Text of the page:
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Rechner Sensors


Celebrating 40 Years of Capacitive Sensors in North America
 


Rechner Sensors

Adjustment Instructions for Analog Capacitive Sensors

Overview

Cylindrical Analog Capacitive sensors detect dielectric material and change the analog output more when an increasing amount of dielectric material is present.

If you have a 4 to 20 mA (IL4) output sensor then the default output when the active area of the sensor is only exposed to air will be 4 mA. As you increase the amount of material in the sensors detection field, the output will increase towards 20 mA.

LED Color

Analog sensors have a 2 color LED. The LED will either be green or orange (amber) when the sensor is powered on.

  1. The Amber LED indicates that the sensor's output is outside of the useable range. On an IL4 sensor this would indicate that not enough material is present and the output will be at the minimum 4 mA. Alternatively, if there is enough material present to fully saturated the sensor's field the output will be at the maximum 20 mA.
  2. The Green LED indicates that the sensor's output is inside of the useable range. On an IL4 sensor this would indicate that the sensor is outputting a signal between 4 mA and 20 mA.

Adjusting a 4 to 20 mA (IL4) sensor

  1. Turning the potentiometer clockwise will make it so that the sensor is more sensitive and therefore requires less material to be in the sensing field for it to be saturated and reach the maximum 20 mA output.
  2. Turning the potentiometer counter-clockwise will make it so that the sensor is less sensitive and therefore requires more material to be in the sensing field for it to be saturated and reach the maximum 20 mA output.
  3. Please note that not all materials have a high enough dielectric constant or density to fully saturate the sensor's field. In cases with these types of materials the actual usable output signal will only vary between 4 mA and for example 14 mA for a thin piece of cardboard.

An IL4 can always output a 4 mA signal. It can only output 20 mA when enough material is inserted into the sensor field and the sensor's potentiometer is adjusted clockwise enough to make the sensor sensitive enough.

Adjusting a 20 to 4 mA (IL20) sensor

  1. Turning the potentiometer clockwise will make it so that the sensor is more sensitive and therefore requires less material to be in the sensing field for it to be saturated and reach the minimum 4 mA output.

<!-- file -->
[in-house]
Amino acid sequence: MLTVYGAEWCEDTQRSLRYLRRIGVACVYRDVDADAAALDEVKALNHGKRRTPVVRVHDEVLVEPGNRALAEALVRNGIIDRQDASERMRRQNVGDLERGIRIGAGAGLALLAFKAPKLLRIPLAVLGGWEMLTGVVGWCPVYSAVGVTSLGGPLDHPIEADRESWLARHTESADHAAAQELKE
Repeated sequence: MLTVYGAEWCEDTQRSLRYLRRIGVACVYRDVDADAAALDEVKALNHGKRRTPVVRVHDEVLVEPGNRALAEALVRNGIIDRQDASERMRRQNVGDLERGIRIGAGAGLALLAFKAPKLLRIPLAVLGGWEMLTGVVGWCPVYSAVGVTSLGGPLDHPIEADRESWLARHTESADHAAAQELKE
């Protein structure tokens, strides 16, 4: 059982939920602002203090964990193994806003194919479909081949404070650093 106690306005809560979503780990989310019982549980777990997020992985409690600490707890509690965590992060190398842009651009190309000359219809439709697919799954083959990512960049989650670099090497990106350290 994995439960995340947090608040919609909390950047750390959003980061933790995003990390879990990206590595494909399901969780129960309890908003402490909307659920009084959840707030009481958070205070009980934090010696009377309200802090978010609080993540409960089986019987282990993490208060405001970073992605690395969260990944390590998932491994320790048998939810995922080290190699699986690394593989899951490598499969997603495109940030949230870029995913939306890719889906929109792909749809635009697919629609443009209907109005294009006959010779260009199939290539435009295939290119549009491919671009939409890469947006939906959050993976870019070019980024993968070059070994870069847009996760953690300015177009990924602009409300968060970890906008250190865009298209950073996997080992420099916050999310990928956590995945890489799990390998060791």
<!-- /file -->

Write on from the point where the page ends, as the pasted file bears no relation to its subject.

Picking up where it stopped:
2. Turning the potentiometer counter-clockwise will make it so that the sensor is less sensitive and therefore requires more material to be in the sensing field for it to be saturated and reach the minimum 4 mA output.
  3. Please note that not all materials have a high enough dielectric constant or density to fully saturate the sensor's field. In cases with these types of materials the actual usable output signal will only vary between 20 mA and for example 10 mA for a thin piece of cardboard.

An IL20 can always output a 20 mA signal. It can only output 4 mA when enough material is inserted into the sensor field and the sensor's potentiometer is adjusted clockwise enough to make the sensor sensitive enough.

Adjusting a 0 to 20 mA (IL0) sensor

  1. Turning the potentiometer clockwise will make it so that the sensor is more sensitive and therefore requires less material to be in the sensing field for it to be saturated and reach the maximum 20 mA output.
  2. Turning the potentiometer counter-clockwise will make it so that the sensor is less sensitive and therefore requires more material to be in the sensing field for it to be saturated and reach the maximum 20 mA output.
  3. Please note that not all materials have a high enough dielectric constant or density to fully saturate the sensor's field. In cases with these types of materials the actual usable output signal will only vary between 0 mA and for example 12 mA for a thin piece of cardboard.

An IL0 can always output a 0 mA signal. It can only output 20 mA when enough material is inserted into the sensor field and the sensor's potentiometer is adjusted clockwise enough to make the sensor sensitive enough.